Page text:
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SHOCKING CONDITIONS IN THE ARMY'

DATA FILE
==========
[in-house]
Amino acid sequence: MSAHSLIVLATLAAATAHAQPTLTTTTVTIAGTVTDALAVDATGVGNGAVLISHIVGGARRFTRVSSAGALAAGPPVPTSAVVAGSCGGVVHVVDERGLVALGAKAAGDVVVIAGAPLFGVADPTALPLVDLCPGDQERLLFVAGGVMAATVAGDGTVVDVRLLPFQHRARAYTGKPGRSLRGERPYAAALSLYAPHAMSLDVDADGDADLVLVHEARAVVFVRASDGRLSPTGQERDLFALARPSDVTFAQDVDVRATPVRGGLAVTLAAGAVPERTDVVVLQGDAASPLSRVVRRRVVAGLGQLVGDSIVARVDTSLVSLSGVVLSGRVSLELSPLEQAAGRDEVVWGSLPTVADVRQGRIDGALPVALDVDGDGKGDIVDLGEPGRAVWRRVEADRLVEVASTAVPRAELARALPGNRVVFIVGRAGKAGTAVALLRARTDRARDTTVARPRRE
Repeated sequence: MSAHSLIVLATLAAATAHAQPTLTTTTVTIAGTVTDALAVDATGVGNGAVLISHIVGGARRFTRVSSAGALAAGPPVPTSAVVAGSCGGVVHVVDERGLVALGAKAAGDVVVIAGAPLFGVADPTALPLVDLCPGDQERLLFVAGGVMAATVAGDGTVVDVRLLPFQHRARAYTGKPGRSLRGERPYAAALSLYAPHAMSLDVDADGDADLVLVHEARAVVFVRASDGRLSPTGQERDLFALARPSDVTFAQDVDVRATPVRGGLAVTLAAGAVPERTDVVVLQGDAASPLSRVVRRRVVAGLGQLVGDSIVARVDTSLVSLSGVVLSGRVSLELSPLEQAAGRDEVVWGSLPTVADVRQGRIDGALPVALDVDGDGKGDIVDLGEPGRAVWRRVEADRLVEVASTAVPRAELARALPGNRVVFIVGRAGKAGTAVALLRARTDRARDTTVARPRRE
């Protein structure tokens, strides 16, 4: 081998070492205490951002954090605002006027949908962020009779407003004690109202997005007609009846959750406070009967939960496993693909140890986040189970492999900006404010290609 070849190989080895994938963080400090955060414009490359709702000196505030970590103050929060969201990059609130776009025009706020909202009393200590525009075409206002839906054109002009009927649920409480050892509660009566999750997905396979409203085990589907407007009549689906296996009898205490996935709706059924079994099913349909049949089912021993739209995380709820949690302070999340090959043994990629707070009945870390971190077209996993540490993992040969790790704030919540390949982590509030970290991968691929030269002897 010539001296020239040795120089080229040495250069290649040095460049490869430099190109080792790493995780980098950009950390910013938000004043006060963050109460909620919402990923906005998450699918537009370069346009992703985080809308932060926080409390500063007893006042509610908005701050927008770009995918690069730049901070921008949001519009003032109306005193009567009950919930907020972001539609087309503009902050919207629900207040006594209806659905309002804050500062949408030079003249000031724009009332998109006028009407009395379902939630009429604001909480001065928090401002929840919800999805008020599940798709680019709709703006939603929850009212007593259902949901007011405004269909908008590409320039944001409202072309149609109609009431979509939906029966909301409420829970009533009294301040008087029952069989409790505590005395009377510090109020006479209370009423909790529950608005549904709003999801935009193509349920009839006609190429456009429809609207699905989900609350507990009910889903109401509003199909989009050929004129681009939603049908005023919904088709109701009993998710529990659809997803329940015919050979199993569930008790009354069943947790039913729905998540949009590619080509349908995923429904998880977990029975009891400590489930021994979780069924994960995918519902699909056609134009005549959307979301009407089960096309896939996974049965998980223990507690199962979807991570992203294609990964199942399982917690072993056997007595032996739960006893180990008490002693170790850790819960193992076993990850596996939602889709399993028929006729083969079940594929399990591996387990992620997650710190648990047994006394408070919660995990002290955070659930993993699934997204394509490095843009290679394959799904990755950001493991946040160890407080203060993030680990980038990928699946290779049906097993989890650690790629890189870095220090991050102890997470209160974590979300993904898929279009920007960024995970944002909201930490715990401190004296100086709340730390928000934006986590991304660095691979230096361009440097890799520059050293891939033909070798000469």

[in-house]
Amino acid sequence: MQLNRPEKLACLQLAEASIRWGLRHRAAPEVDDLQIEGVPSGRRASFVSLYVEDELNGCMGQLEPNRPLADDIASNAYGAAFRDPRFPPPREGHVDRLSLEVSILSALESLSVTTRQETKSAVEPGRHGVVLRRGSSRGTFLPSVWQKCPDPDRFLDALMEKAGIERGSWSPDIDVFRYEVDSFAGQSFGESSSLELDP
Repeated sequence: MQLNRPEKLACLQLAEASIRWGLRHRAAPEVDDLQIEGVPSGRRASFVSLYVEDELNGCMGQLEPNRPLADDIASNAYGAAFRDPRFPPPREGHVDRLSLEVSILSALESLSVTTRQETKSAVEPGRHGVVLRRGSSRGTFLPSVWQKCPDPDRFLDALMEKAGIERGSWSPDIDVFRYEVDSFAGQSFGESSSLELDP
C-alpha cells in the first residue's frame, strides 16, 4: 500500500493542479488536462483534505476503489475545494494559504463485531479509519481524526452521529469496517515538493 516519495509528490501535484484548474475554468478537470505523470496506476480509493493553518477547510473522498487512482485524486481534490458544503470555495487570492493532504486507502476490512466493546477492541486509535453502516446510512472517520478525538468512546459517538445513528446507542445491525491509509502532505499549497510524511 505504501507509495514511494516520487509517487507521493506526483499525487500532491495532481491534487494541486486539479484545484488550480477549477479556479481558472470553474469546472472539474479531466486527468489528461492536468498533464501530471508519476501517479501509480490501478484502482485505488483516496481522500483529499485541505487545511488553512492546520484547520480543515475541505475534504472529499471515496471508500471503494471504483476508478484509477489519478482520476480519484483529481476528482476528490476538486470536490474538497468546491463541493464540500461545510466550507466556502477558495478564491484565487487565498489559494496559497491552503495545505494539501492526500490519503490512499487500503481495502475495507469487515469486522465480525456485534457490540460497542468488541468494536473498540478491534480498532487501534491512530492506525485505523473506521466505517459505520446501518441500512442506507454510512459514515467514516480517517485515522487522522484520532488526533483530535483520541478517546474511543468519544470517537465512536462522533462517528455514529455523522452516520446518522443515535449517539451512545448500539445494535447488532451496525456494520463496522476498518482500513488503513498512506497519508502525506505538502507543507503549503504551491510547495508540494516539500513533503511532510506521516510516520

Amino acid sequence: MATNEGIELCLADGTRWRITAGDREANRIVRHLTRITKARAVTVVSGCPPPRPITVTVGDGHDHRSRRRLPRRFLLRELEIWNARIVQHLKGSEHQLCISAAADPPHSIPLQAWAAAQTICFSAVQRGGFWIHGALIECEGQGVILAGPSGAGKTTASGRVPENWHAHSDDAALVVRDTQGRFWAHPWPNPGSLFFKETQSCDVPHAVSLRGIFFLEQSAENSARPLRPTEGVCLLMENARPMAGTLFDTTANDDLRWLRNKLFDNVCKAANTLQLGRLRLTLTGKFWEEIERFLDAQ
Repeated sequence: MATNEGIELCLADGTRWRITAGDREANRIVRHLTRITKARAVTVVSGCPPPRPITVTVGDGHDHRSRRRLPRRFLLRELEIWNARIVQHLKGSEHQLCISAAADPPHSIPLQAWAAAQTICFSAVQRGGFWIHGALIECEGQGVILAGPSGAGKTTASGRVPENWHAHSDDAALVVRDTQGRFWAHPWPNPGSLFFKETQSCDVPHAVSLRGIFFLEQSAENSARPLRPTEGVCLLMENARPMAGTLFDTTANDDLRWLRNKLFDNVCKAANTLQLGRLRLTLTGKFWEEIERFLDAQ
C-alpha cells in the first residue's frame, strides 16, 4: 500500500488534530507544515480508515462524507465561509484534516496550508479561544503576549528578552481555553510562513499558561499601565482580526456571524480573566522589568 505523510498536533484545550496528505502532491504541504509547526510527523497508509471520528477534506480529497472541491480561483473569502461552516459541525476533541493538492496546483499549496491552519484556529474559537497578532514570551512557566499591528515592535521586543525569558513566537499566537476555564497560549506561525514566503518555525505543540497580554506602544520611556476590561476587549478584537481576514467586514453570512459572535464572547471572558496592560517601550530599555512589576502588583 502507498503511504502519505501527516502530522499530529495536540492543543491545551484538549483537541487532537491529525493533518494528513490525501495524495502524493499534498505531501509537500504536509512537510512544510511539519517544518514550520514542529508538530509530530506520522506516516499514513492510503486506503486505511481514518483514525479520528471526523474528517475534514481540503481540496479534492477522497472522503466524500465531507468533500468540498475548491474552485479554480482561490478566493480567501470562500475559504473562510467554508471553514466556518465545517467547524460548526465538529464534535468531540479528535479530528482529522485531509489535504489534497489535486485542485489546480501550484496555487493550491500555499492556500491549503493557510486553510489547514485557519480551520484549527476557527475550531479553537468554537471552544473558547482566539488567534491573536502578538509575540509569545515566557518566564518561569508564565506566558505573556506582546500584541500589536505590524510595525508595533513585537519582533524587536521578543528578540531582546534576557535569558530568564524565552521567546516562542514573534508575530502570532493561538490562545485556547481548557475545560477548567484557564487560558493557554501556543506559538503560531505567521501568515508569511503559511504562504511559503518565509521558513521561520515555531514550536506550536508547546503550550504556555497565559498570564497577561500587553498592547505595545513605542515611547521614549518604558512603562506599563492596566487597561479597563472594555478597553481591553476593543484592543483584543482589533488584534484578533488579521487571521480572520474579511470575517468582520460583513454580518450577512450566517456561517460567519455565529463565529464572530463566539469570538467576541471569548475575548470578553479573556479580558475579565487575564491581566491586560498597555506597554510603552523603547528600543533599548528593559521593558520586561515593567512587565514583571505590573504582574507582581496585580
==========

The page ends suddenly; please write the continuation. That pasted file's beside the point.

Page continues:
Preponderance of Diseases From Immoral Habits of American Soldiers in Philippines. al R. IM. O'IQtilly of !he army has sub- s mitted an texhia' Uive ri:p;rt n te h health conlditi,,nP of the army to See- It retary Taft. "'he rport says that the it enlisted t r'!!:nih :t the army as s shown upon the monthltlly sick report was 58,740 and ,,n returns of the mnil- fi itary secretary; 60.139, and calculations a are made upon the latter figures. There were 2,.2t'16 "admission to the 2 sick report" riuring the year, 4m;. deaths from all causes, and 1,:377 dis- s charges from ,li;ability. The figures, s he says, sho,.v aI and progressive t improvei'mentl in the health of the armY. The report 's.i s ,hat by far the niist I important ,lisea:.r;. aff'ct lig the ef. I ficiencY of h' arnmy dluring the year have been thloi r1' sltIing from ilmmmor al habits, which cat'sed 16 per cent I of all admisiion. This class of disease I advanced from third toi first pl)cc in I the nimber of adi:ssions to the sick report. There are cons,,tantly on the sick re- 1 port for this class of diseases 715 men, equal to the loss for the entire year of the ervices of eleven full com panies of infantry. *The control of these diseases." says Gen. O'Reilly, "lies largely in the hands of the civil authorities, and one of the most important steps to that end would, it appears, be the classing of them with other infectious diseases and the requirement that they shall be reported as such and controlled by the health departments. "In the military service a similar course should be followed. "As to the cause of death, pneumo nia advanced to first place and tuber culosis second. "There were 206 adlmissions for gun. shot wounds with 44 deaths, and 2,850 admissions for wounds other than gun shot with 15 deaths. Twenty-one men were killed in action and 42 wound ed; of killed two were by gunshot, of wounded eight were by gunshot. "There were 15 soldiers drowned, 11 per cent of total deaths from all causes, indicating how important it i3 all soldiers shlould have systematic in struction in swimming. "Twenty-Sev ,,n sc)ldies ('comiledi Suicide. Ten deathlls were due to homicide. Notwithstanli ng that a large part of the armip was serving in the tropics, there were no admis sious for snakte bites. "The strength of offic,,rs was ,,432 from the indidcal diepartllment reports, and ::.l; from the military secre tary's. There were 2,2,' admissions, 27 deaths. "('uomnparison.s wi' h foreign armies show that the highest rate of admis sions is in tlhe American army and the lowest in the Russian. the highest death rate was in the American army and the lowest in the Prussian. The highest noneffective rate was inl Ithe American army and the lowest in tOle Prussiain. "The very high proportion for alco holism in the American army as com- , pared with the British is partly due to the fact that in the latter service only t admnissions to hospitals are counted. It is notable that while he British ( have less than one-half the American admission rate for dysentery, their death rates are practically the same, and that while the rate for admission for malaria is about the same their death rate is nearly three times as great. "The American admlnission rate for malaria is nearly eighty times that of the French, while the death rate is only five times as great. "These facts point to a difference in the method of computing admissions. The figures for meafes and mumps compare very favorably with other armies, except the French. "The comparatively high American death rate for tuberculosis is explain ed by the fact that in the United States army tuberculosis patients are sent to a sanitarium and retained in service for long periods, while in oth er armies the; are promptly dis charged. "The strength of the army in the Philippines was 11.996, and there were 20,246 admissions to the sick report 1 and 105 deaths. 3 "The strength of the Filipino troops was 4,6410 and there were 5,242 admld sions and 103 deaths." JORDAN SAYS "HOLD." President of Southern Cotton Associa. tion Issues Statement. Atlanta, Ga., Oct. 7.-President Harvie Jordan of the Southern Cotton Association yesterday issued an open letter to the farmers of the South, in which he urges them to hold their cot ton for at least two weeks. He states that if the farmers of the South stand together for two weeks and hold their cotton they will win the fight against those who are en deavoring to depress the price of the staple. In his letter President Jordan refers to the advice of former Vice President Peters of Texas to sell cotton. He reminds the farmer: of the South of the fact that the resignation of Mr. .Peters as vice president of the South era Cotton Association was demanded by the executive committee Septem ber 6, contending that Mr. Peters is no longer vice president of the asso elation, and has no right to sign him self as such. President Jordan refers to Peters as "a traitor to the South and an en emy to legitimate business interests." President Jordan closes his letter to the farmers with a strong appeal to "stand together and resist to the very Slist the attempt to break the present ortaaized effort of the producers to Swecure fair prices for their staple." Cherokee Lands Claimants. Washington: The papers in five dlfferent cases involving the rights to the Cherokee Indian lands of outside persons who have married into the Cherokee tribe. were filed yesterday is the Supreme Court of the United States. The Cherokee lands embrace S4500,000 acres, and there are many laimalits 'taose rights will be deter miaed by the conclusion reached in these cases. Reward for Arrest of Bandits. Olympla, Wash.: Governor A. E. Mahas offered a reward of $1000 for the arrest of the bandits who rob b64 the Great Northern near Ballard Monday. 4------ Sixty Divorce Suits. Waco, Texas: At one fell swoop i ;terday Judge Sam Scott of the Fif 0oý rth District Court dismissed six. rt 4tvorce cases and there is mourn in the camp of unhappy married e today. Most of the cases dis however, had been on the two years, and after finding attorneys would not give them _ o and after warning them that would be dismissed, Judge 8lemissed them as indicated. the biggest batch of cases of ever dismissed here. FEDERAL CONTROL. , Would Like to See National Control s of State Quarantine. c New Orleans, La., Oct. 7.--Governor N. C. Blanchard of Louisiana went on record yesterday favoring Federal C control of maritime quarantine at the mouth of the Mississippi river; also of all regulations between the states. Replying to a letter of Gen. T. W. Castleman, Governor Blanchard de clares himself thus: "I think your suggestion a good one, viz., to request the Surgeon General of the United States, when the present yellow fever work is over, to leave Dr. White in the state as advisor to the state and local health boards and to the governor on matters pertaining to the public health. "I agree with you that the Federal Government should take charge of the maritime quarantine, and I am in clined to think that it should take charge also of interstate quarantines." Aged Negro Found Dead. Navasota, Texas: The body of Hen. ry Randall, an old colored fisherman, was found at Templeman's sandbar on the Brazos yesterday. The body was in an awful state of decomposition, and life had evidently been extinct for ten days. Exposed portions had been eaten by buzzards. The old ne gro lived alone and fished for a liveli hood, hence his absence was not not. iced. e $100 Fine for Local Option Violator. ° Belton, Texas: The second local e option case tried this week was closed e Wednesday afternoon, and in a short Y time the jury brought in a verdict of I guilty, assessing the penalty at $100 e and sixty days in jail. This is the ' limit punishment. The defendant, Ben Adams, was released on an appeal n bond. Five Years for Forgery. Nacogdoches, Texas: W. D. Heach was tried in the District Court here 0 yesterday on a charge of forgery. The )- Jury returned a verdict of guilty and d assessed the punishment at five years in the penitentiary. Cotton Crop Estimates. p New York: The cotton market was f- active and weak yesterday under a I. renewal of liquidation and bearish op 1- erations inspired by increased crop d estimates and apprehensions of a freer ;- selling movement among holders. Op e ening weak at a decline of 9 to 12 g point. The market was generally a weak and unsettled, with prices show. it ing a net lose of 29 to 33 points. Oc e tober sold at 9.60 and January at 9.95, or about 1 12 to 1 3-4 cents below the if high level touched by the October con. ditlon renort. BATTLESHIP MISSISSIPPI UNIQUE AMONG BIG WARIHIPL S... R_.. 1,- --- -,_, . II a.. , ~ii ii' * 2 The lnitel States banlttshlp M?1s sissippi, launclhed at Philadelphia, is unique aniong lhe, big fighting ships of the world's navies. Its disphce ment of 13.t4)O tons is s:maller than that of any United States battleship now being built, with the exception of the Idaho, a sister ship. The Mis is~ippiwi xvil,1 qual to luany battle ships of 1l,uth tons dispclament and n vo\ tsel of the ianle disijlacqu etnt in any navy of the natioPs carric-s equally heIvoy bateries. The main batllr ies will consist of four 12-Inch brhi ch louling rifles, in fouir turrets; eight 7-inch brtech-loaders, behind catiiment armor. andi two 21-inch su. oiindaiv hatttlie~s T'1'F:ve -.iiic. Six -1ju1lllldt rs' S 141'(i 1-1)()111:d~T r 11t(1111ilfi(' , inch field pieces, I wo Imaclhine uns an unusually heavy armuamunt. and six aultomflatiics. Tii is kiLL s u1p IN ASIATIC RUSSIA K! Sc PEOPLE OF SIBERIA ALERT AND ENERGETIC. C1 Western Spirit More Prevalent There 'a Than in Any Part of the Empire- Si Peasants Frequently the Possessors n of Large Fortunes. "It is a startling paradox that Asi- It atic Russia is more western in its pl spirit than European Russian," writes tIh a traveler. "The great impetus of at western energy and enterprise seems tt to be circling the globe, having cross- al ed the Atlantic, the American conti- st nent and the Pacific ocean. The tray- ai eler from Europe begins to feel the it influence at Samara, a great business c center on the Volga, the Missi.-sippi a of Russia. Here there are signs of commercial prosperly-a bustle and ih stir of business unusual in Russia. The ri people are more alert and move with ti greater energy. They are free from c the deadly torpor of Russian life. n 'East! East! Farther east!' is the a cry all along the great Siberian line. s It corresponds to 'going west' in g America. The farther east one goes o the impression strengthens until, at p Kurgan, the first important Siberian s town, one might almost imagine one's c I self to be in one of the precocious cities of the western states. F "Butter is booming in Kurgan. Everybody who can get hold of a 1 cow is either making butter himself or selling the milk to a dairy. And every drop of milk goes into the t churn or into the separator. The children suffer. In the old days, when I wheat was the staple product, each child had as much milk as it could r drink. But now the flhid is too pre t cious for domestic use, and the popu lation live upon bread and tea. From hundreds of versts around butter r comes pouring into Kurgan, and yet B the exporters cannot get enough. The I peasant arriving in town makes his a first call at the office of the union. c There he can see a list of the latest prices paid by each exporter. He naturally selects the highest, and then drives around to offer his butter. He e will visit every firm in town before ' he will lower his price by a kopeck e the pood. He demands cash payment " and receives it. On the other hand. if he is purchasing machinery from any of these firms he demands a year 1- or eighteen months' credit, and he 1, receives that, too. a "Many of these peasants are men of comparative wealth. Several were pointed out to me as millionaires in , rubles. The younger generation are 't displaying greater proclivities for ,d spending than do their elders. They e- delight to drive smart and showy II- horses, and sometimes they will even t. pay a visit to Moscow and see life. The independence, intelligence and initiative of these Siberian peasants are doubtless due to the fact that al they have never been private serfs. They were fixed upon the land, it is true, but the land was crown domain, rt and they could not be bought or of sold. They never experienced the 0O degrading and demoralizing domestic le slavery to which the private serfs "n 'were subjected." Will Drive East With Ox Team. Ezra Meeker, who left Iowa in 1852 and went to Oregon with a party who drove ox teams, will start from the ch Pacific coast early next spring with re a similar conveyance, and if possible he will drive to Kainsville, Iowa. He will Id follow the old emigrant trail and has rs arranged to lecture at a number of places along the route. Japanese inflated Over Success. S Travelers returning from Japan are generally of opinion that the mikado's a subjects have become quite inflated Sover the result'of their war with Rus Psla. As one American puts it. "They are scratching their heads where the 12 hat brim ought to be. A white man ly is a poor critter in their eyes. They w* Iseem to think that they can lick a )c- German, an American or a Frenchman 16, with the same ease which the white e brethren of the Russians in otaher '. countries so gleefully dilated upon in the beginning of the war." KNOW MOON IS NOT PEOPLEDu.G Scientists Almost Able to Make Abso lute Assertion. PE The moaon bleing much the nearest to us of all the heavenly bodies, we can pronounce more definitely in its case than in any other, says Prof. Er Simon Newcomb in Harper's Maga zine. We Ibnow that neither air nor water exists on the moon in quanti ties sufficient to be perceived by the most delicate tests at our conrntand. It is certain that the moon's atmos phere. if any exists. is less than the sc thousandth part of the density of that te around us. The vacuum is greater a than any ordinary air-pump is cap- e( able of producing. We can hardly 9. suppose that so small a quantity of air could be of any benefit whatever fe in sustaining life; an animal that of could get along on so little could get uI along on none at all. be But the proof of the absence of life c, is yet stronger when we consider the si results of actual telescopic observa- n tion. An object such as an ordinary a city block could be detected on the b moon. if anything like vegetation s, were present on its surface we should ft see the changes which it would under- Ii go in the course of a month, during one portion of which it would be ex- n posed to the rays of the unclouded g sun and during another to the intense r I cold of space. --------------- s PRISON RATHER THAN ANSWER, , --- i L Threats Unable to Induce Woman to c Reply to Questions. f 1Mrs. Sarah Peckham, a witness in the bankruptcy case of Sarah Defaye & Co., milliners of Chicago, refused at 1 the proceedings in New York to an swer questions put her by the referee, although three times adjudged guilty of contempt of court, and said she would go to jail rather than answer. a She declared certain questions con r cerned matters not pertinent to the t case, and "I won't answer," "I re o e T referee could get out of her. He fin Is now in process of development and a, proceeding in ever-increasing ratio of :r certainty and speed, through the ex ie tension of transportation lines and fallow, is making more and more ab conmmonly fruitless contests, which 52 interrupt industry, reverse prosperity, e and crime and burden the masses t with the obligations of sacrifice. Bet es. The commercial union of the whihorld is now inby proess of development race and or fcertaith for those whom bigotry and tra le tension of trave consigned portation liones andts. ic the openingke most of regions that from the bdiplrth of the race tilllowar service of thlain feallow, is making more andwho ome to thisab horrent the ideass of destruc native and too Th52 interrupt indusutryal, for generallyse prosperity o destroy enterprianese, increas e distter clase he and crickly adopt Americaden drthe masses th withey comthe to live in this country. Bet leter ut even morthe growing toemarkable is trance fawhich ill is felt by peoplf the Chiof one rae minister of also citiontinu have onsign bed as opponents.-he ,Ministe Clings to Oriental yDrear. oriental ftyle. G(AVE LIFE FOR FAME PECULIAR CASE IN SUICIDE OF sh YOUNG WOMAN. English Girl, Writer of What She Be- th lieved Inspired Work, Died That Lt She Minht Give to the World Her T. Important Message, !i i cl JMiss Edithi Allonby. the. I.ancaster I pc school teacher, who recently commit- to ted suicide at Cartinel, England. left rI a written statement which is publish- O ed in the I.ondon Standard of Sept. 9. In it she says: ( "'I have written a book II wrote it In four years sincel which contains one t( of either two things--truth or page tr upon page of blasphemy. I know it to be truth, but so simple that the world can hardly recognize it, and while I R stand in the light I am afraid it can e not be seen at all. When I am gone, and when it once has a fair chance of being read and discussed as it de serves to be, it will appear different fi from what it ever could do with me S living. "No book ever was written by hu man hand more reverently or with I greater purity of thought. I tried to publish it but failed. Since then I have gone on writing patiently and F spending money willingly with the end in view of making an opening for it, but I am afraid, so far as it is cen- c cerned, I am as near to it as I was c four years since. Had 'The Fulfill- e ment' been less near to God and less r sacred to me, I had fought for it well i t with earthly weapons, but it was given to me out of the great silence, and I must give it to the world the Y same. That is the simple, honest e truth of the whole matter. I have died to give God's gift to the world - with as little stumbling block as pos e sible." ' It appears that Miss Allonby had published two works with a London firm anonymously. She had private means and took up teaching and lit erature from choice and not of neces sity. Her family are in possession of the manuscript of "The Fulfillment." and It is stated that the Rev. H. W. Meeres is acting as their literary adviser. Hague Peace Palace. Said a prominent architect: "From what I have picked up at the clubs and about town, there will be at least ten American bids for the Peace Pal ace plans at The Hague for the Per manent Court of Arbitration. The prizes are not large in money, but some glory will attach to the design er. The first prize is 12.000 guilders, equal to only about $4,800. All ex le planations are to be given in French. n- I can't for the life of me understand .r- why they should not have demanded the new universal language, Esper anto. It is said you can learn to speak it in a week and write it in a Id month." id - - - --.... .._ _ of Expensive Economy of Time. x- Dispatches tell of the tragic death id of a New Yorker under conditions he that point a moral. This man ia prominent, wealthy, presumably mas .b- ter of his own time. and with no vital Do reason for undue haste-died on an ch elevated train in the metropolis from ;y, heart disease following the undue ex se ertion of taking the station steps two es at a time to catch an approaching pt- train. He saved the two minutes' ch time intervening between trains, but ad lost his life. Rather expensive econ a- my. This instance simply illustrates - one of the foolish and somewhat futile phases of the day. Persistent Woman Gambler. he When in 1744 Lady Mordington, he who had a gaming-house in Covent is Garden, was formally charged with ig, keeping a disorderly house she set n, the authorities at defiance, boldly id. claiming her privileges as a peeress hi- of Great Britain and continuing to ad isi vertise her "assemblies"; and it was en not until the House of Lords inter ry, vened and declared that no person LCt was entitled to privilege of peerage :er against any prosecution for keeping he a public gaming-house that her lady ship had to close her doors. LOUISIANA NEWS. BatL:% Ifn' ,t'. --T:r""st"iurý J. 3. Sm:ith i i' l r1'nqn lI o0 a ,! mn.llll i'ali:'itiOnl arklnoua,'. 1 ,ing d,'liýry of $50.1))0 of 'ho hnnld. ,o h t ,he Ill i~tr and Bayou Do.' ta,!/- I. 'v,'e di-trit. Th" ' bonds wr'r co! I to i, Pitt. T'rcmbl" & Co., of (hicag. 'h orici'a! iue h,'ing 257, ft+., of wh(' 11 Ihiis amont rtepr'tt ts Ste hi l in t;tl:nla', a1td I(tiv't a bal anclte ' 57.'' st :I in thi. 1r,'asiry yet to e' d awn ttin ,n pa d fir by bh; tull!'last'rS. l'he p~ e r ieali.'d on this in ani.' n': was $17.4i1.lt1 or at the are of 91 c9 t.-; w:lh ait, h, juin''rest. AM et '' ar) (': 'elm ,n ,.f ht'..\n ,'rican A.\stsoo'tiatl i ll on f ar l' in s' Instituite _Work,,:s, has writelin to tilt Depart n ,'nt of Agric.ulture, a;d Ilnmigration. inft u:n; thenm of a .han:l, of nmct' ing pace tI: \Va.hington. 1). C'., on Nev embelr 9. 1 and 11. Tis niteting was o0 have been hlil in this city, but health conlitionts retndtr'd lthe change advisable. lht pr,'.,'ntat ive, from Lou Sisiana will :ttetlnd thI eoll '1v ltiont in Washlington andti make an elffort to get t the next meet in, her. The ailli',('l Comnlllis.ion has is.-..ed a sliinn i nn :hte Kansas ('City South orn Railway ('tnoimany. C. Rt. Perkins, agent, at Texat Lana. Ark.. also on the Texa antd l'acifie Railroad Company, WV. F. liraggius. agent, at New Or lains. to appear t'fore the!w body and show cause why they shomid not be regttlating rats ont staves fronm Lee ville and Nlw iOrleans points. A sitmnilons hai also been issued on the LouiOsiana \\st':iern and Morgan's it Louistana and Texas Railroad, Charley r T. Fay. general freight agent, New Or. !cans, to show cause why rates on clean rice from Louisiana milling r points .shoult not be equalized so as t- to avoid diserinmination in existing t rates bttween Lake Charles and New Orleans. One new case of yellow fever was re t ported yesterday evening, making nine e to date. Only two are now under e treatm ient. to - d The Yazoo and Mississippi Valley I Railroad settled with Sheriff Dough n erty today, paying in $7.352.54, cov e' ering taxes for East Baton Rouge par of ish. le- 'rihe following settlements have been ft filed with the State Auditor: M. E. ne Swofford, Grant parish. $29.45; J. W. Freeman. Natchitoches, $73.53; J. W. n- Taylor, Union parish. $30.64; H. G. th Parker, West Baton Rouge parish, to $249.35; W. R. Pullen, Blenville, I $70.5S; A. W. Connelly. Terrebonne nd parish. $1,096.75. he All Blongings Transferred. or Covington.-The large sawmill plant '' of W. T. Jay, located six miles south as of Covington, on the Bogue Falaya, to ll- gether with all the lands and the rail ss road and equipment belonging to the eli firm, today passed into the hands of as Houlton Bros., of Chicago. The price , paid was $450,000. It is stated that the h new owners will extend the road north to some point on the Illinois Central st Railway. They will also colonize their v lands as rapidly as they are cut off, rid with immigrants from the North. 05- The grand jury today brought in its first report. with twenty-five true bills, ad for various crimes, ranging from petit on larceny to murder. lit- Clinton.-The Board of Parish Pub lic School Directors met in regular of quarterly session, with all the memers present. Report of the parish treas urer showed a small balance of $336 on hand. All the white public schools ry of the parish will open on Monday, 16th insctant. Prof. Charles Gott, who has been president of [he Clinton High School, having resigned as president to accept a position at Crowley, La., H. its W. Coleman, pastor of the Clinton Methodist Episcopal Church, has been secured to take the place temporarily, al- with a prospect of his holding the er- place for the whole session of the he school. lgn- New Lodge Organized. ers, Jeanerette.-On Wednesday evening ex- a Knight of Pythias lodge was organ Ich zed here with twenty-five charter members. Deputy Grand Chancellor A. C. Gayle, assisted by Past Chancel ded lor J. W. Compton and other members per- of the New Iberia Lodge No. 39, in to stalled the officers that were elected a 8 to serve one term. Increased Rate Asked for Schools. New lberia.-At the last meeting, atl which convened with a full atendance, it was decided, as reported a day or two ago, to open all the public schools n- of the parish for which teachers could - be secured. Owing to quarantine re ital strictions some few schools will an main closed a short while longer. rOM --* cx- Teachers' Penron League. two Tie New Orltans Teachers' Pension Ing League held its re-uttlar monthly meet it' ing Thursdday. Oct. 1. The treasurer hut reported a balane of $t5,:}X2.19 to the credit of the Iv,ue. Two applications !n-for nwmlbership were received. The ales leoaid deided to postpone the enteo. ita! tainment whicii was to have been he.d during 'Thanksgi'ng weiek. Barn and Hay Destroyed. ton, Alexandria.-A large barn owned by vent R. W. Bringhurst, situated in the rear vith of his property in Lower Front street, set and containing 4,000 bales of hay, was Idly destroyed at 1 o'clock this morning ress The burned building was insured for d-$500 and the hay for $3,000. Another a barn containing 1,000 bales of hay, sit. itr uated ten feet from the burned build. ing, was saved without damage. son Archie Marivick, a white man twenty- , age two years old, who was shot by Mat ping Garvon, on Thursday night, was ady. brouglht here for medical treatment. He w~s shot through the abdomen.